Is BitClout a scam?

BitClout is a "Crypto Social Network" where individuals have coins with fluctuating values. Since you can't withdraw funds from the platform, some are calling it a scam.

If you were a stock, how much would you be trading for?

This is the basic premise behind BitClout, the self-dubbed "Crypto Social Network." Their description:

Your favorite creator has a coin you can buy or sell. The price goes up as more people buy. You can have your own coin too.

The really interesting thing about BitClout is not its tech, or even really its design. Rather, it's the ingenious method they used to market it at launch.

Shaan Puri sums it up nicely:

So there you are, a moderately famous person of some kind. You see this thing called BitClout. And you are trading for $5,000 a coin! Ten percent of all that money attached to your name is waiting to be claimed by you. All you gotta do is send a single tweet to verify yourself.

A single tweet for thousands and thousands of dollars? Why not?

This has proven tempting enough for no small number of people to do, and as a result BitClout gets a ton of both traffic and credibility.

There's just one incy wincy problem with this whole thing: You CAN'T withdraw funds!

Consequently, lots of people are calling it a scam.

I think it depends on how you defined the word "scam."

BitClout is funded by some big names in crypto. According to TechCrunch, the platform had over $165 million invested into it at launch.

Imagine, for a moment, that you're a bigshot crypto investor. Your homie diamondhands (the alleged founder of this platform — yes, seriously), pitches his idea, and he wants you to invest a few million dollars.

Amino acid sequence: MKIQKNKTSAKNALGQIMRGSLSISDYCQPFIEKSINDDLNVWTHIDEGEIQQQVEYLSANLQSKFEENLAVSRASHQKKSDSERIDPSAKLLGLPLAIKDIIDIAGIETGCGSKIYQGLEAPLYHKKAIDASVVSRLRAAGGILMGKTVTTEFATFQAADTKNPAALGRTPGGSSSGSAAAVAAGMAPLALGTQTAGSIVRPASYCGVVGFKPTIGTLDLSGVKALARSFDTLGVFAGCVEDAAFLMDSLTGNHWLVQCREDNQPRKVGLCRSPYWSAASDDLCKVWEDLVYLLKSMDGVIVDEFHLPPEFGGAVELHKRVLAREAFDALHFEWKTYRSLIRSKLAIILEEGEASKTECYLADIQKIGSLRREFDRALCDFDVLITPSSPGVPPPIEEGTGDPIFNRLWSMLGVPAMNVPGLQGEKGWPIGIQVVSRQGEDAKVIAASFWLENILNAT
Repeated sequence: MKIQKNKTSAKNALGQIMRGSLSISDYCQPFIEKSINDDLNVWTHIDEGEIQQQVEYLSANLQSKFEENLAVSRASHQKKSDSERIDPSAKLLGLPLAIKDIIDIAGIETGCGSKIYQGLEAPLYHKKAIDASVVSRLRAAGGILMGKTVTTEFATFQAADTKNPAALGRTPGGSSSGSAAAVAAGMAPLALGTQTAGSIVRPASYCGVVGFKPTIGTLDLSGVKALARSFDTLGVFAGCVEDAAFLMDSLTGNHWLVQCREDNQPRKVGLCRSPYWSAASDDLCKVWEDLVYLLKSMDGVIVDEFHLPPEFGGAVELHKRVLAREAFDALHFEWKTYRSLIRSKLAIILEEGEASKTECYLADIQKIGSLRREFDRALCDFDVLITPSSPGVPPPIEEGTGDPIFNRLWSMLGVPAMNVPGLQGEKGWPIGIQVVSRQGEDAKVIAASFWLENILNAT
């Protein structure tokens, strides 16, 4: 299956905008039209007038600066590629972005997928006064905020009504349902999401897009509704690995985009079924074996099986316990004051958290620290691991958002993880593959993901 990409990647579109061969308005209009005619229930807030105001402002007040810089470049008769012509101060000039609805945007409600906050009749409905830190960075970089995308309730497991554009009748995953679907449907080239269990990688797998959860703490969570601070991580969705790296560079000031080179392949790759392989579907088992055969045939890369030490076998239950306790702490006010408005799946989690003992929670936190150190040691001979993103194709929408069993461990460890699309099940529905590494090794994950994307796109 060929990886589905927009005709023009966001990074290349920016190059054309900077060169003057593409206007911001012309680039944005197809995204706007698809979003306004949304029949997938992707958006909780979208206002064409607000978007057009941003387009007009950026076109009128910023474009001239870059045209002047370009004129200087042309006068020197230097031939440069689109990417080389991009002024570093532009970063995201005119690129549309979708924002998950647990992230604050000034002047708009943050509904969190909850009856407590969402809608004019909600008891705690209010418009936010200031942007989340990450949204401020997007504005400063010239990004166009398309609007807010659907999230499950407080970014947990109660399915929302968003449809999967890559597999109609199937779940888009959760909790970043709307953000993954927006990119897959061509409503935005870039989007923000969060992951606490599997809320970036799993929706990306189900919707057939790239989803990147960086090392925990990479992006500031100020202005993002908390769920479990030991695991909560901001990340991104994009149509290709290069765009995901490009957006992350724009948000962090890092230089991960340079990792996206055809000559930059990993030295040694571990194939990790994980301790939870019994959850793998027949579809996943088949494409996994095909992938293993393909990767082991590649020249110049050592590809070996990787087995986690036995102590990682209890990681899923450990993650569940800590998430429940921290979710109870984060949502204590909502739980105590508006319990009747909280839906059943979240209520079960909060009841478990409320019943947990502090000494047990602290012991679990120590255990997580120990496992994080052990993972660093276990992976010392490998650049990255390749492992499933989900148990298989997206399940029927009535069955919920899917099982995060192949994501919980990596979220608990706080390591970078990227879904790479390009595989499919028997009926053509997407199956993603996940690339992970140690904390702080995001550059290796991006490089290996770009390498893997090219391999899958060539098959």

Don't worry, he tells you. You'll make it back in a jiffy because we have this brilliant marketing ploy that will get famous people to tweet up a BitClout storm, and there will be a flood of investment as a result. You sell the coins that you boosted the value of ahead of time for a huge profit, then the platform runs itself.

You win. The famous peeeps win. We win. The investors, uh... well, who knows what will happen long-term. This idea is kind of crazy, yeah?

Hold on, you say. What if these famous people show up, tweet, claim the value of their coin that I funded, then just bail? I'd lose millions of dollars in the span of a few days or weeks.

No, no, don't worry, diamondhands assures you. We'll make it impossible for people to withdraw their money at first, lmao. And we won't make it possible to withdraw until all of our early investors have cashed out for a profit.

Sweet.

Sweet.

All right, let's click the Money Print button.

Is this how it went down? I have no idea. Just a guess.

I will say that a decentralized platform that allows ICO's at the click of a button is pretty cool, and that sort of thing could even replace stock exchanges some day. I don't think BitClout is that. But maybe it's a precursor.

Flip a coin. Heads, you'll 100x your investment. Tails, you get zero.

Is that a gamble you're willing to take? Only you know that.